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Practicing Kindness

Sometimes facing the extreme discomfort of the unknown, to do what you feel is the right thing in the moment, and to reach for someone and really help them, is the hardest yet most rewarding thing of all.
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Kindness is an interesting concept, one that I feel is greatly misunderstood. It is not simply about being nice to someone.

Sometimes when a paramedic arrives at the scene of an accident they may have to do things that cause short term discomfort (or even extreme pain) to simply save a person's life. They have to make choices that are best for the person's welfare, over their short term comfort.

Kindness revolves around genuine care for a person, care for their life and care for their evolution as a person. When a person is being a victim, treating them as a victim may not be kind as it can empower that part of them that likes to be a victim.

Years ago when I was playing football, I had a coach who I really respected. He was a fierce competitor and a great mentor. There was a point where I had been playing some good games and was starting to get a little carried away with my own self-importance in the team. On the training track one night, he gave it to me straight between the eyes, and it was humiliating. I was angry and hurt by the serve he gave me.

Later that night when I cooled down, I knew he was right and I adjusted my behavior accordingly and started to again do the team things. The following week I played an even better game, and felt more part of the team. He didn't say much to me after the game, but the look he gave me said it all. He knew I was better than that and knew my ego needed to be deflated a little.

That was a kindness on his part.

Years later I realized that my coach had wanted me to be a better person, not just a better footballer. He knew that how I conducted myself in my football would be how I conducted myself in life.

Sometimes, being kind to someone involves showing up to them to support them to look at how they are being in the world, how they are acting or behaving. The conversation can be uncomfortable, but if it is delivered with the intention of caring for that person's growth and development, it will be okay.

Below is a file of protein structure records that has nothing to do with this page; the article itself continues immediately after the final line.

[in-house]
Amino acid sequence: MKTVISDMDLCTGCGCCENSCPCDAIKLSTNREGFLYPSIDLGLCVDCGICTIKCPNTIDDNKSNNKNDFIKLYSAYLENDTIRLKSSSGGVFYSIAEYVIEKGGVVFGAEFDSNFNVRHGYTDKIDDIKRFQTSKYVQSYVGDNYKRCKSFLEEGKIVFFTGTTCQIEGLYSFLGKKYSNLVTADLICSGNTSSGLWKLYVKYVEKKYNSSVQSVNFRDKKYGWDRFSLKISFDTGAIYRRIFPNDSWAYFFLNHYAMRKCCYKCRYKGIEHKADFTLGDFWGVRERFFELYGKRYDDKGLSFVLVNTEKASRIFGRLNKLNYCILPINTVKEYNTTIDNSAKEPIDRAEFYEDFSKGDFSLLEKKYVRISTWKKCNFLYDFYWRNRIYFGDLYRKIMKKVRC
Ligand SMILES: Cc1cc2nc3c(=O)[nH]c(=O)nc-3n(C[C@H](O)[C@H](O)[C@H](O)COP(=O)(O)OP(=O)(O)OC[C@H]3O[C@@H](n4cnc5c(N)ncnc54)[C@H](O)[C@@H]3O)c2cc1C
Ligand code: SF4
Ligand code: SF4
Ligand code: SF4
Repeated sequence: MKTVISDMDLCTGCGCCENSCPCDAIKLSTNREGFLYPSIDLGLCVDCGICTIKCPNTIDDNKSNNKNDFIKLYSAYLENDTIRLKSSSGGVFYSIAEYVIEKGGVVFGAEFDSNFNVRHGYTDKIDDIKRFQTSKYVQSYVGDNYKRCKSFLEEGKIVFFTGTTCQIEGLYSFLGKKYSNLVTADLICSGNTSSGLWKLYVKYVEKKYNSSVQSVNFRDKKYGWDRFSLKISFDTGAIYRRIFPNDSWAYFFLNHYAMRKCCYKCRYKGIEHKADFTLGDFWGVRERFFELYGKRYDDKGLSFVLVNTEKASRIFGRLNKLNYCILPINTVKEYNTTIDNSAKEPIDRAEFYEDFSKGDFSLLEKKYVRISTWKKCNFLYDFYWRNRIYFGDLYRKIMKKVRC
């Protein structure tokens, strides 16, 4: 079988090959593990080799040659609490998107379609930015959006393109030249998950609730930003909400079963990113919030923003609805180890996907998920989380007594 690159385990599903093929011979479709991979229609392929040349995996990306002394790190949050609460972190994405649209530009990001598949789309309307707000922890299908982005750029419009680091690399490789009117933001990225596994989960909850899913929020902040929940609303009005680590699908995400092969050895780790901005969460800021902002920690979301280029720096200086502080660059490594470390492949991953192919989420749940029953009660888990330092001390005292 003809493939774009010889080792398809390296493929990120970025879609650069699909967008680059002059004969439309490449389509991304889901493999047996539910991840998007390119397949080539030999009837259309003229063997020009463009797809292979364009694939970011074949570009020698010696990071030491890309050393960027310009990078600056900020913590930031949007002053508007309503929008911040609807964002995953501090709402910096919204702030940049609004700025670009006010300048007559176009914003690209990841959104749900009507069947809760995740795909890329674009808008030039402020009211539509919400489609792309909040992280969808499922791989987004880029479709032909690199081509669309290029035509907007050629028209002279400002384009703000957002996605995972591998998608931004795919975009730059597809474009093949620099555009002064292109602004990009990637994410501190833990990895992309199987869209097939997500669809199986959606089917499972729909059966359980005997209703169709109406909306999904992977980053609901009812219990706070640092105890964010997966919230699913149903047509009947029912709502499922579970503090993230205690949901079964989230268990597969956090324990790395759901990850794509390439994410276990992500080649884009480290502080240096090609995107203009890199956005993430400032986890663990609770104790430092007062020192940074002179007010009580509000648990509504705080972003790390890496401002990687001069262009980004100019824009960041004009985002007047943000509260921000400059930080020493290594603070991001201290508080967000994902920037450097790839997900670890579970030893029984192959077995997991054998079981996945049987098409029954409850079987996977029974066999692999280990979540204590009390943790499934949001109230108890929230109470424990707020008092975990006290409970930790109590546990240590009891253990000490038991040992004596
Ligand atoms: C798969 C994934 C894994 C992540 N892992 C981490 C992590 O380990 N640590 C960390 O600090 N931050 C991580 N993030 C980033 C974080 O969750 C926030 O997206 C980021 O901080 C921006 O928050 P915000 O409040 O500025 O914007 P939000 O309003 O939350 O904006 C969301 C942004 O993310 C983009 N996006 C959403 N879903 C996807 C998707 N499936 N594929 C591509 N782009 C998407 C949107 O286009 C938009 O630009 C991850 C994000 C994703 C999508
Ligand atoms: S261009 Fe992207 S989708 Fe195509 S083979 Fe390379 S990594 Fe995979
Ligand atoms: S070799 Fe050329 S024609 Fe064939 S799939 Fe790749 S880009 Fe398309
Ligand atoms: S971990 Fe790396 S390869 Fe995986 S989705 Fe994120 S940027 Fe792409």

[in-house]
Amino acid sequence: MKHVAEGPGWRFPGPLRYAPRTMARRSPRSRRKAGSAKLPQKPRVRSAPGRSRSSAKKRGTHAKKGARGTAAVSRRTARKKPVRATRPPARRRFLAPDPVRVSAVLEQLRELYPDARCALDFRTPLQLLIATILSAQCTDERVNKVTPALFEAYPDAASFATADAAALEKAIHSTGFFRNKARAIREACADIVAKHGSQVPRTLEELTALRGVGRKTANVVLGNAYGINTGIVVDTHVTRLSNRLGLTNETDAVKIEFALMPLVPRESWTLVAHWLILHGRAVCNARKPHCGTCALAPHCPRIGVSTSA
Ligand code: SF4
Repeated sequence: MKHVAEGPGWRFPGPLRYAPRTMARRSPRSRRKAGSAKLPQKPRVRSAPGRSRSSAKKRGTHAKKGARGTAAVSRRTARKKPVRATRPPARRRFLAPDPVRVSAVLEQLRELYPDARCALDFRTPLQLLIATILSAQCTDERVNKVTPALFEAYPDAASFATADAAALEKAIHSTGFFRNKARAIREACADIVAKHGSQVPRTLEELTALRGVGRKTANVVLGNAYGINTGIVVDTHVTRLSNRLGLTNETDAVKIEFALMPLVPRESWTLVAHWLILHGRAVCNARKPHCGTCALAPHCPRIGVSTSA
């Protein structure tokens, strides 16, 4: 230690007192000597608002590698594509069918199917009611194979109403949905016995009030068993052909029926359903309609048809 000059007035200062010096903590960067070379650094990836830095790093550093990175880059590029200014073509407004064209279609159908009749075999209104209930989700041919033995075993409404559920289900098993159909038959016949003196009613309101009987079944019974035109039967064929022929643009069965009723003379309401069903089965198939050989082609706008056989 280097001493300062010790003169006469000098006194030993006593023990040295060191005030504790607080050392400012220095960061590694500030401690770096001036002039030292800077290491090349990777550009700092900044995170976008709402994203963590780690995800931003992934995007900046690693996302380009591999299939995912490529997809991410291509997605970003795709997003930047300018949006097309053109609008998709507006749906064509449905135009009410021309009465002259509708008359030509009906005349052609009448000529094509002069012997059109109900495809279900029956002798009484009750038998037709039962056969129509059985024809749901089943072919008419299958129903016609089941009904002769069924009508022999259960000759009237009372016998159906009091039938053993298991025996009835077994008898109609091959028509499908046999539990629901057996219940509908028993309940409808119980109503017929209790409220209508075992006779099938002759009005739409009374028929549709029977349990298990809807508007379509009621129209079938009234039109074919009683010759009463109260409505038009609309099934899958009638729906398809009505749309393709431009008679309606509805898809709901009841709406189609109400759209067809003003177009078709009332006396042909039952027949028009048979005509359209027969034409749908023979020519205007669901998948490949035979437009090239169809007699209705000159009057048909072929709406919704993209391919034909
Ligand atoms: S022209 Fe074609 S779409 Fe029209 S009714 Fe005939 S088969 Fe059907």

But there is a catch here and it is a significant one. I cannot do that for others unless I welcome it myself. None of us have reached the pinnacle of life's wisdom. We all need to keep evolving and learning. Many of us are great at dishing out advice but neither seek it or accept it.

There is no doubt that a person will always achieve higher levels of fitness if they put themselves in the hands of a tough and demanding trainer.

If you seek out a mentor who simply keeps telling you how wonderful you are, they are not really a mentor. In fact, they are probably the opposite and are contributing to your demise.

As a leader of people, are you being genuinely kind by taking the opportunity to have the difficult conversations? Have you got the skill to hold those kinds of conversations and keep it all moving in a good direction? Have you created your own network of people who are prepared to call you on your "stuff" and keep you moving forward and growing?

Just as exercise requires regular bouts of discomfort to create growth and advancement, life requires the exploration of areas that may be uncomfortable to bring about growth and to create opportunities to evolve.

Are you practicing genuine kindness in your life? Or are you simply trying to be nice?

Sometimes facing the extreme discomfort of the unknown, to do what you feel is the right thing in the moment, and to reach for someone and really help them, is the hardest yet most rewarding thing of all.

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